Thursday, October 01, 2015
But the coolest part about what Caleb had to say, was his mission request. At 85 no one would have slighted him if he had asked for some bottom land next to the river. At 85 and after the life he lived, surely an easy retirement was in order....relax big guy, enjoy it for a while before you die.
But Caleb wouldn't have it that way. He said in verse 1
None of that is done on the porch
Monday, March 30, 2015
If you are a dad you have all kinds of hopes and dreams for your children. Some long for scholarships for athletic prowess, others want their offspring to succeed financially. No matter the dream we all want those little ones to grow up well. I made up my mind a long time ago that I wanted my kids to first be followers of Jesus and second be difference makers in this world. Both my children became followers of Christ at a young age and we continue to develop that walk even today.
There are also markers along the way where you notice growth spurts in their lives. Maybe it's that first time away from home, or the first job. My son Jack had a growth spurt in his life Friday night. Next month we are doing a GORUCK event together and he has been training for this the past few months.
In case you don't know a GORUCK event is a team building endurance challenge put on by current/former special operations soldiers with the center piece being the whole event you are wearing at least a 35# ruck. Depending on the type of event you do they last from 8-24 hours. They are hard, needless to say.
Teddy Roosevlt touted the benefits of living the "strenuous life". I fear that ethic is fast fading in our culture. I was taught by my father and grandfather to work hard, to live outside. I've been trying to pass that on to my children as well.
Friday night, Jack got a taste of the "strenuous life" in a 4 hour preparatory event hosted by some of my brothers with F3. (F3nation.com). Thanks to Ray Ray, Tune Up, Dallas, Free pass, Mini Me, Chief, Calypso, Friday, Springfield and the rest of F3nation for building into my son. Especially to the men of F3Crossroads!
He joined 35 men, with rucks. He was tasked with leading them for a portion of the event. What better way to build leadership skills than to put the youngest guy in charge of a bunch of rowdy dudes. They did bear crawls, carried a huge log, spent some time in Lake Norman in 50 degree water. It was tough. He has cuts on his knees and sore shoulders from bearing the load. And he finished it. For his trouble he recieved a little black and white Velcro patch that he is incredibly proud of.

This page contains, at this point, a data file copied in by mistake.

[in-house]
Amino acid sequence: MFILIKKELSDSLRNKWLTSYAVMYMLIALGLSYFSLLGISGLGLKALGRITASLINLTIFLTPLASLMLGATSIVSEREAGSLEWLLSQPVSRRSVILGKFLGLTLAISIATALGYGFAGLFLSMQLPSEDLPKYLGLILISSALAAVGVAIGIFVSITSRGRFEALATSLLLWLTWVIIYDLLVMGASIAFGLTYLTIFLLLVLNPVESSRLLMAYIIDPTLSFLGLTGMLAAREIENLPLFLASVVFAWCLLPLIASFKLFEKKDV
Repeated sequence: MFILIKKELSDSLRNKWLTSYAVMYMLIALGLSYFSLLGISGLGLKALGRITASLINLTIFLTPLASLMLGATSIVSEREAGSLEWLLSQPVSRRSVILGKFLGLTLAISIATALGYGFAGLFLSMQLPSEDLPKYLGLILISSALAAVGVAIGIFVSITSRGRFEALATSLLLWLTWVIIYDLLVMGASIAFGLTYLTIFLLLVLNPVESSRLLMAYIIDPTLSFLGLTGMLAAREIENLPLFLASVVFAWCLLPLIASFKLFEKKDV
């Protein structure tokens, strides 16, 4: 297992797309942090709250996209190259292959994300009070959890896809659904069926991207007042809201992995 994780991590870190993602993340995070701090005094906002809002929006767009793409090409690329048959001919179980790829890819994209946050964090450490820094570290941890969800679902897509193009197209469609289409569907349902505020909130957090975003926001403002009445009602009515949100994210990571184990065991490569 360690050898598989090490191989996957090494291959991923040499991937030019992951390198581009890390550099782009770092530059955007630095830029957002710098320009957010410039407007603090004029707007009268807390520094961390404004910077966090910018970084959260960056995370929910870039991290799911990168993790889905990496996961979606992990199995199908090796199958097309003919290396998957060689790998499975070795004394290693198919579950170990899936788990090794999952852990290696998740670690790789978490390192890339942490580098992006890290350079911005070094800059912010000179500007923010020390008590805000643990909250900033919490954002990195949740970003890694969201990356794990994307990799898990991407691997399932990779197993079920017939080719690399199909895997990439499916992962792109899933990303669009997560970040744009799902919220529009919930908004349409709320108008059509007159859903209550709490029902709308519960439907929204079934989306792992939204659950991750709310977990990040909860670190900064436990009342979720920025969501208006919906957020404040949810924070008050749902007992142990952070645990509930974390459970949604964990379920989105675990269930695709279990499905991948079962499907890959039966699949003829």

And his dad is incredibly proud of him too.
My son may not get an athletic scholarship and play D1 football, he might not make millions of dollars.
But based on what I'm seeing in him, embracing hard things, living a strenous life.....he will follow Christ and make a differnce in this world. What more could a dad want.
Sunday, January 25, 2015
Back in the 80s as a teenager I worked summers driving a delivery truck for Tarheel Lumber company here in western central NC. It was a great job for burley teenager, carrying hundreds of pieces of Sheetrock, plywood and every other building product known to man. My family was steeped in the building business, both my dad and grandfather were general contractors. Taking raw materials and producing a home for someone to live in still intrigues me. It's very american!
My delivery job took me all over our county and to numerous job sites. The most coveted delivery were the simple ones. A bundle of OSB sheathing was my favorite. 60 pieces of 4x8 plywood all wrapped in a bundle. Easy delivery for the driver. Wrap a chain around the bundle, secure with a "dog" come-along, raise the bed and watch drop off the back of the truck....then pull away and head back to the shop, too easy.
However, sometimes things go awry. One day I delivered a bundle of this stuff to a contractor down on Lake Norman doing a remodel on an older home.The house set up on a hill with a long driveway and a sweeping yard that led down to the lake. It's a beautiful spot.
That day was normal, a hot summer day. The job-site was busy with workers and the homeowner was there watching his dream come to life. The contractor as well was there, an old friend of the family.